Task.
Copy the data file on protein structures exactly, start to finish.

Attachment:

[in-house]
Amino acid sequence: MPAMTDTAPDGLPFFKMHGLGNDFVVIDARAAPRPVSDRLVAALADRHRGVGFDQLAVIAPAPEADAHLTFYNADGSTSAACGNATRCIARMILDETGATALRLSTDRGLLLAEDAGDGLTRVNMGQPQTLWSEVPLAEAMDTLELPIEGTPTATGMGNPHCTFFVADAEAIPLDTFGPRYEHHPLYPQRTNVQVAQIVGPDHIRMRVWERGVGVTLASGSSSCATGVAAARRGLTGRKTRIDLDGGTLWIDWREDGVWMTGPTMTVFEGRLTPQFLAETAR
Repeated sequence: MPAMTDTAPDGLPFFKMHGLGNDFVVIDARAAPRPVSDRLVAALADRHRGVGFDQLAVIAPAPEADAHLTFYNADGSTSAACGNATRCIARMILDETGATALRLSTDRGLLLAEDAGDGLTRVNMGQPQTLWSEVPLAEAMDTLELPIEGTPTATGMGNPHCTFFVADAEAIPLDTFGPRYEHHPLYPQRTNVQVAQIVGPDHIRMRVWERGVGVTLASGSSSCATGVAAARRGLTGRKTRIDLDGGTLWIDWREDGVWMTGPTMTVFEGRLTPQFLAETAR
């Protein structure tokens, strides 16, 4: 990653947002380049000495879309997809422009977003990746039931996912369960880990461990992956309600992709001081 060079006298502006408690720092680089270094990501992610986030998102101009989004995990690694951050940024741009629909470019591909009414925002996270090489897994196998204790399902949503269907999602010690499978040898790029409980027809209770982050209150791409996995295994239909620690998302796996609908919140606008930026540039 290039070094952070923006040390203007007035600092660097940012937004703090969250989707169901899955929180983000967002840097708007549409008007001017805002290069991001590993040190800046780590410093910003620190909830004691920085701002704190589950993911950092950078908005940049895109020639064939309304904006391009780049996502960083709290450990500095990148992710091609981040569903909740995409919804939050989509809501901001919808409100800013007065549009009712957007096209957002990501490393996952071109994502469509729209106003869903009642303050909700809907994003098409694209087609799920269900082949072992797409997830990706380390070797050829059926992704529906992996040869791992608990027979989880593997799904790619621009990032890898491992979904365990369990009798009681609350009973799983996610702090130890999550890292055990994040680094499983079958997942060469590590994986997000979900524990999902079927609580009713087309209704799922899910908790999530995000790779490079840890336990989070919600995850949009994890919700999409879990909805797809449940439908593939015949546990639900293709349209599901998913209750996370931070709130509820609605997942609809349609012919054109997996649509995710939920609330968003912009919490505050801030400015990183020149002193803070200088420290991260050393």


[in-house]
Amino acid sequence: MPAMTDTAPDGLPFFKMHGLGNDFVVIDARAAPRPVSDRLVAALADRHRGVGFDQLAVIAPAPEADAHLTFYNADGSTSAACGNATRCIARMILDETGATALRLSTDRGLLLAEDAGDGLTRVNMGQPQTLWSEVPLAEAMDTLELPIEGTPTATGMGNPHCTFFVADAEAIPLDTFGPRYEHHPLYPQRTNVQVAQIVGPDHIRMRVWERGVGVTLASGSSSCATGVAAARRGLTGRKTRIDLDGGTLWIDWREDGVWMTGPTMTVFEGRLTPQFLAETAR
Repeated sequence: MPAMTDTAPDGLPFFKMHGLGNDFVVIDARAAPRPVSDRLVAALADRHRGVGFDQLAVIAPAPEADAHLTFYNADGSTSAACGNATRCIARMILDETGATALRLSTDRGLLLAEDAGDGLTRVNMGQPQTLWSEVPLAEAMDTLELPIEGTPTATGMGNPHCTFFVADAEAIPLDTFGPRYEHHPLYPQRTNVQVAQIVGPDHIRMRVWERGVGVTLASGSSSCATGVAAARRGLTGRKTRIDLDGGTLWIDWREDGVWMTGPTMTVFEGRLTPQFLAETAR
């Protein structure tokens, strides 16, 4: 990653947002380049000495879309997809422009977003990746039931996912369960880990461990992956309600992709001081 060079006298502006408690720092680089270094990501992610986030998102101009989004995990690694951050940024741009629909470019591909009414925002996270090489897994196998204790399902949503269907999602010690499978040898790029409980027809209770982050209150791409996995295994239909620690998302796996609908919140606008930026540039 290039070094952070923006040390203007007035600092660097940012937004703090969250989707169901899955929180983000967002840097708007549409008007001017805002290069991001590993040190800046780590410093910003620190909830004691920085701002704190589950993911950092950078908005940049895109020639064939309304904006391009780049996502960083709290450990500095990148992710091609981040569903909740995409919804939050989509809501901001919808409100800013007065549009009712957007096209957002990501490393996952071109994502469509729209106003869903009642303050909700809907994003098409694209087609799920269900082949072992797409997830990706380390070797050829059926992704529906992996040869791992608990027979989880593997799904790619621009990032890898491992979904365990369990009798009681609350009973799983996610702090130890999550890292055990994040680094499983079958997942060469590590994986997000979900524990999902079927609580009713087309209704799922899910908790999530995000790779490079840890336990989070919600995850949009994890919700999409879990909805797809449940439908593939015949546990639900293709349209599901998913209750996370931070709130509820609605997942609809349609012919054109997996649509995710939920609330968003912009919490505050801030400015990183020149002193803070200088420290991260050393």